BY AMERICAN COLLEGE OF CARDIOLOGY: Type 2 diabetes is among the strongest risk factors for heart disease, yet up to 1 in 3 people living with diabetes don’t know they have it and go untreated. But soon there may be an app for that. New research being presented at the American College of Cardiology’s 68th Annual Scientific Session shows a popular smartphone application that measures heart rate using the phone’s built-in camera may help detect diabetes and encourage further testing by a health care provider. (read more)
BY WILEY: Individuals who take cholesterol-lowering statins may be at higher risk for developing high blood sugar levels, insulin resistance, and eventually type 2 diabetes, according to an analysis published in the British Journal of Clinical Pharmacology.
The analysis examined information from 9,535 individuals older than 45 years of age who were free from diabetes at the start of the population-based Rotterdam Study and were followed up to 15 years. (read more)
BY AMERICAN HEART ASSOCIATION: Two new studies point to yet more reasons to kick the tobacco habit. In one, researchers found quitting smoking is worth it for people with diabetes despite worries about potential weight gain. In the other, scientists discovered smoking might have a much greater impact on the cognitive function than originally thought. Both studies were presented at the American Heart Association’s Epidemiology and Prevention | Lifestyle and Cardiometabolic Health Scientific Sessions 2019, a premier global exchange of the latest advances in population-based cardiovascular science for researchers and clinicians, held in Houston this week. (read more)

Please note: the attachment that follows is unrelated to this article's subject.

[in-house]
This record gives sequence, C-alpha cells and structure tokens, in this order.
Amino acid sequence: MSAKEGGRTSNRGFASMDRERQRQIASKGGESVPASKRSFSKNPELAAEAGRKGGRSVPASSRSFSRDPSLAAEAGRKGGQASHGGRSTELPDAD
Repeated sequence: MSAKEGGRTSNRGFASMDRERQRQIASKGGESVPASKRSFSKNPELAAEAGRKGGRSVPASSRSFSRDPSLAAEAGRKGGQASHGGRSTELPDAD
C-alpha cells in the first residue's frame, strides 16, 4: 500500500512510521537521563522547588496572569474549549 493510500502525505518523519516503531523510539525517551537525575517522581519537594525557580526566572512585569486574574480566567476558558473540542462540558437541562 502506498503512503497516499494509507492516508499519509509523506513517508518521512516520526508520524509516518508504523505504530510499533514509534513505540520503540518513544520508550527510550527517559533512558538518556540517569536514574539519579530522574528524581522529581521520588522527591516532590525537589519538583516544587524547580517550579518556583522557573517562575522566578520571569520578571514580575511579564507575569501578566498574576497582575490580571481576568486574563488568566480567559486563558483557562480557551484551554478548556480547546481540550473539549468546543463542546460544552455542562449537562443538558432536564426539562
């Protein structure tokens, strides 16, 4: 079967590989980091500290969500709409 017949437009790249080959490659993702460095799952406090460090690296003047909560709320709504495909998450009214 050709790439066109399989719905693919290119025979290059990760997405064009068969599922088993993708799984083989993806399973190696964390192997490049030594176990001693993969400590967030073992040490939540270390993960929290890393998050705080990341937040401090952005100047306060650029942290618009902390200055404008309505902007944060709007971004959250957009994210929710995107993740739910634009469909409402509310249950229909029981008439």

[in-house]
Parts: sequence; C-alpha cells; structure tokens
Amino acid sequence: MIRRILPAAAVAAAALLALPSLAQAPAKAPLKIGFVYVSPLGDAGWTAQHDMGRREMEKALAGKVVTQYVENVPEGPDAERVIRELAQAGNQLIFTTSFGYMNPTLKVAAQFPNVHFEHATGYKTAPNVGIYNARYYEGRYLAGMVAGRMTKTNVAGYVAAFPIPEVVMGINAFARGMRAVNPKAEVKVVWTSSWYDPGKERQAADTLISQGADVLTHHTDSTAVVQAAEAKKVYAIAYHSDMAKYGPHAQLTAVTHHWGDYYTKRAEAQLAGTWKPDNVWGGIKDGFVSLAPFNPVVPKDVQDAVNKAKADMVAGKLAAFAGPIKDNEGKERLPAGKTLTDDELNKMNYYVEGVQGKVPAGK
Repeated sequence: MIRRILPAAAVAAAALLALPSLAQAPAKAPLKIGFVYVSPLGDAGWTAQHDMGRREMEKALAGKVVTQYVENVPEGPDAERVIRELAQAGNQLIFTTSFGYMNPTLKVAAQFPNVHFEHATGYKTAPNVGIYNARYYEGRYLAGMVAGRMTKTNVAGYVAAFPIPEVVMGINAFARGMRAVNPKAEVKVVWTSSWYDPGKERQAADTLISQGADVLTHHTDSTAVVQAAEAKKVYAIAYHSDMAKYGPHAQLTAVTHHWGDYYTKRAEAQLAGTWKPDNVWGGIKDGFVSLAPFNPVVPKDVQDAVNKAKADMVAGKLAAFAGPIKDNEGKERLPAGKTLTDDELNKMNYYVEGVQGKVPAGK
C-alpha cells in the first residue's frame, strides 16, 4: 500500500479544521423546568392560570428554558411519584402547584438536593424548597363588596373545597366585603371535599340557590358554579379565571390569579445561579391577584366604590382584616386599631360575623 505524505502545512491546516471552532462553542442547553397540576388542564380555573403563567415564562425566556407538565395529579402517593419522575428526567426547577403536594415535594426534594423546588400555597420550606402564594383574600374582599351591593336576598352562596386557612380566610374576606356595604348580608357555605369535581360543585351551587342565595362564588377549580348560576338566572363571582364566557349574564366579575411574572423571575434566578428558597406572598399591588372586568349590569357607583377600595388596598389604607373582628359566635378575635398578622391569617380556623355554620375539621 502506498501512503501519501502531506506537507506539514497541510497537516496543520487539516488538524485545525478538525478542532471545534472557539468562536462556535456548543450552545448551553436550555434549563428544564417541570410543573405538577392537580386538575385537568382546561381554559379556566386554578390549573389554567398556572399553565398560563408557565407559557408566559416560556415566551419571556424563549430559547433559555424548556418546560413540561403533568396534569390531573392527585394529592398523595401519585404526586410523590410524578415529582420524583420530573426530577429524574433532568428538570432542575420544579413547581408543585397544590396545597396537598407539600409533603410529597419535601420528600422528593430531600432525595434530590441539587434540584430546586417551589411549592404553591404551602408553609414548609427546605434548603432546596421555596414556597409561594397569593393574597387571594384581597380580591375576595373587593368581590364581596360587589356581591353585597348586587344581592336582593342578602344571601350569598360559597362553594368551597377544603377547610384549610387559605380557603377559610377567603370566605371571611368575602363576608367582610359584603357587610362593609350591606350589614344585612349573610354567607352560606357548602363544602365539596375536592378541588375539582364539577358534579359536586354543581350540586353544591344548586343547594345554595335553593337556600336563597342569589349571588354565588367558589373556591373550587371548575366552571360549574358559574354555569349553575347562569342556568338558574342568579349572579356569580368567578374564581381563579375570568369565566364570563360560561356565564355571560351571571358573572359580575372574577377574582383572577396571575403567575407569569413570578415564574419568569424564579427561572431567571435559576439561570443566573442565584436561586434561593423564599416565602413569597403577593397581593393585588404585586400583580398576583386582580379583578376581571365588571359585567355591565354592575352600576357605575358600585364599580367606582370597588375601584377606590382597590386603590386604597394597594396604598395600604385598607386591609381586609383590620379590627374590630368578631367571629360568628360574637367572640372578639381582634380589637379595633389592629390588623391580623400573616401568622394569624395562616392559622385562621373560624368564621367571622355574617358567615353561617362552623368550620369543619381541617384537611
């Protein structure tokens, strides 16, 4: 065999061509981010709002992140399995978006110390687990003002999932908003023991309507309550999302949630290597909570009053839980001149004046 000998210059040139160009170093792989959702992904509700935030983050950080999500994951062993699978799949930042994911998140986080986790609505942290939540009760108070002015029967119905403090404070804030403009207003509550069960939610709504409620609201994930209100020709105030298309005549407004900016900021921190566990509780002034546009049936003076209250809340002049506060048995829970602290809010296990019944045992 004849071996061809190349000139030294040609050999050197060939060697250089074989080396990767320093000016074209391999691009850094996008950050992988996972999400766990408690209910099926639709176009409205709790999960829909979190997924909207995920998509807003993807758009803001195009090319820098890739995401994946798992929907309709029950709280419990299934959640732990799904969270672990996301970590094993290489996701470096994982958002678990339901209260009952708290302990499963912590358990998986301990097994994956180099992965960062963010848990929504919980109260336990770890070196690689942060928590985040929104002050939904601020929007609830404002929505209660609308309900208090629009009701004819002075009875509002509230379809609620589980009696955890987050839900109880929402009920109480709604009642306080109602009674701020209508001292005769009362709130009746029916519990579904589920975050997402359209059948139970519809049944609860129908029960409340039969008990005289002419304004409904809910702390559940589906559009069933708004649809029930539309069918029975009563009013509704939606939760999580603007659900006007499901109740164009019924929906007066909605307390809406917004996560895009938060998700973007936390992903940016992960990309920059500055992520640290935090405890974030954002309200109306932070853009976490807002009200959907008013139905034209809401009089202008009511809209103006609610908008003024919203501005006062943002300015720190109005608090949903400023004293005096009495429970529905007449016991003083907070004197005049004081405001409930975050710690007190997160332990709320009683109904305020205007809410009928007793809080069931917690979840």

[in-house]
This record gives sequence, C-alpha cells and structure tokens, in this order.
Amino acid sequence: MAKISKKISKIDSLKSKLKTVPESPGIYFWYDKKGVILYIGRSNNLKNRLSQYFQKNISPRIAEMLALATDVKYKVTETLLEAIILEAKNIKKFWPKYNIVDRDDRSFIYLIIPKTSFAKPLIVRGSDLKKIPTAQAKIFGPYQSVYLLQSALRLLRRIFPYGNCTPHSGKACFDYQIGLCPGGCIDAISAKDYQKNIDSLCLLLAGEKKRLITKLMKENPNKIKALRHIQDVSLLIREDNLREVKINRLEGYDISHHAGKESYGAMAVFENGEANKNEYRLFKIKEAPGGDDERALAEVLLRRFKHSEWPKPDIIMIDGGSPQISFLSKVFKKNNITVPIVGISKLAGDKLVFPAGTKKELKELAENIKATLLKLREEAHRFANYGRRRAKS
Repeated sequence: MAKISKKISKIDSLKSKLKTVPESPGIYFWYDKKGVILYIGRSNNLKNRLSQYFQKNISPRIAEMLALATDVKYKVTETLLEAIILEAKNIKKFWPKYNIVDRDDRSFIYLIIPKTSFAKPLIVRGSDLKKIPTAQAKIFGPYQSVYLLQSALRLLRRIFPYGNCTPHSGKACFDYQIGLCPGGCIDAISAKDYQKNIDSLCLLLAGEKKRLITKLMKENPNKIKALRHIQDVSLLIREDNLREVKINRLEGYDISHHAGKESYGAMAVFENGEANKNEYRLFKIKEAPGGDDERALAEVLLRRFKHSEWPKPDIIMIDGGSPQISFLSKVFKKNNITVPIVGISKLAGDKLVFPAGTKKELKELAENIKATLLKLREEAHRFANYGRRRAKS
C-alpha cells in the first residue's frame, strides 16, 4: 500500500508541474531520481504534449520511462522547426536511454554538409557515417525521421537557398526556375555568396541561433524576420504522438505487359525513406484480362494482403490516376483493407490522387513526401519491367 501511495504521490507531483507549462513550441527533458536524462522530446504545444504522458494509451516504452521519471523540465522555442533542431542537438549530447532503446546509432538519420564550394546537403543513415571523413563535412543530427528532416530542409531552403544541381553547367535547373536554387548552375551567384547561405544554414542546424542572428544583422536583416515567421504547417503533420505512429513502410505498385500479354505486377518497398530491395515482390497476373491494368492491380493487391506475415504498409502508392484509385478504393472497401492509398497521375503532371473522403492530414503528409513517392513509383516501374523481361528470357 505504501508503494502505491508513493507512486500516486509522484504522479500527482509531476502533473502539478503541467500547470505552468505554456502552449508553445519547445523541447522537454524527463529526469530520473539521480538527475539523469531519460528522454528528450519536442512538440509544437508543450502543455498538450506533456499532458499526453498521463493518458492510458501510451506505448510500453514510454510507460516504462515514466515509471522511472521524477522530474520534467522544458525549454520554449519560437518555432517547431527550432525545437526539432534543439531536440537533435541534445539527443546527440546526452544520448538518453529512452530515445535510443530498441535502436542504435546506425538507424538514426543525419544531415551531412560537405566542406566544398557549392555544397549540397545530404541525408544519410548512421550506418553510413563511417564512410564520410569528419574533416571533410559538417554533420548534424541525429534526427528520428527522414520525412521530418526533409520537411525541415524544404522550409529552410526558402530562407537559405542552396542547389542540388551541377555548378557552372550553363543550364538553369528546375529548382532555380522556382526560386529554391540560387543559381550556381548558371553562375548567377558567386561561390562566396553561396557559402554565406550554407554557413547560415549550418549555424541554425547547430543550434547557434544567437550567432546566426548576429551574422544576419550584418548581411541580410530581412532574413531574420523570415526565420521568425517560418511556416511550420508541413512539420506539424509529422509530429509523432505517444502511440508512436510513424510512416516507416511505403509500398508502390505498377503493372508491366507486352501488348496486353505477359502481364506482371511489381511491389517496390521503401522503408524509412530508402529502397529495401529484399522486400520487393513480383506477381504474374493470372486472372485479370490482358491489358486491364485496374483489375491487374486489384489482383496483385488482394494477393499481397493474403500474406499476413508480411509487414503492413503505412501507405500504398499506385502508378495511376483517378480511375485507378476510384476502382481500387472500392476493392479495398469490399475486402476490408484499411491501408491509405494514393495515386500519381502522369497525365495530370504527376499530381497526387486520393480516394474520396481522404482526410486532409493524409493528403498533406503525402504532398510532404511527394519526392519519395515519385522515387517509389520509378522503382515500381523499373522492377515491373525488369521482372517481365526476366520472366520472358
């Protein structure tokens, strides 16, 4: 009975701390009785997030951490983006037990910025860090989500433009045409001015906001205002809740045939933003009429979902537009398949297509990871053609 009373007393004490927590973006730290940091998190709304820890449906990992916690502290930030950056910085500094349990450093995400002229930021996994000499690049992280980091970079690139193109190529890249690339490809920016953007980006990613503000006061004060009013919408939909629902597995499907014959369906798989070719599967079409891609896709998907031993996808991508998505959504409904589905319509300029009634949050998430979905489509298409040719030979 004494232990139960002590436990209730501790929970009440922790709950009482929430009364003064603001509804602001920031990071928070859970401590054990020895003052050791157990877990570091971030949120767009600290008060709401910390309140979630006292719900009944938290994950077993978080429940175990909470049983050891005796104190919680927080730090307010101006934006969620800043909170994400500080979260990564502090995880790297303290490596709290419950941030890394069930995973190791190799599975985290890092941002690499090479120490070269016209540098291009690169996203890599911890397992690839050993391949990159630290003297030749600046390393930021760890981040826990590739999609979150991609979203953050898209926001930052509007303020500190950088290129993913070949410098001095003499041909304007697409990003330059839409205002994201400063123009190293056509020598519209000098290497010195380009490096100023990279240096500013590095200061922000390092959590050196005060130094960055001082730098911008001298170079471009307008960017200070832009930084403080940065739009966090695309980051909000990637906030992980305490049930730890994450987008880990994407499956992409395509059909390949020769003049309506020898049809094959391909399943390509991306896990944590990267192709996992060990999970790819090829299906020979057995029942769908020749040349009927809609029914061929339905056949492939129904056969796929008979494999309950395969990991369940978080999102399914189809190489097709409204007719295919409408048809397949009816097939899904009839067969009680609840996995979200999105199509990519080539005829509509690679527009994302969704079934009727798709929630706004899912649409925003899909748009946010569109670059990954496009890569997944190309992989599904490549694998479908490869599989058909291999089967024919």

BY NANCY A. MELVILLE: People with diabetes have a significantly greater likelihood of experiencing low back, neck, or spinal pain compared to those without diabetes, according to a new systematic review and meta-analysis.
However, data on whether there is a causal relationship between diabetes itself and musculoskeletal pain or whether the cause involves one of the common risk factors for diabetes, such as obesity, are lacking, say the researchers. (read more)
BY WILEY: A new study published in Diabetes/Metabolism Research and Reviews points to the benefits of exercise, especially resistance training (RT), for preventing type 2 diabetes.
In the randomized controlled trial, 172 people who were 55 to 75 years old and had prediabetes were assigned to a control group, an aerobic training (AT) group, an RT group, or an AT plus RT group. Supervised exercise programmes were completed for 60 minutes per day, three non-consecutive days per week for 24 months. (read more)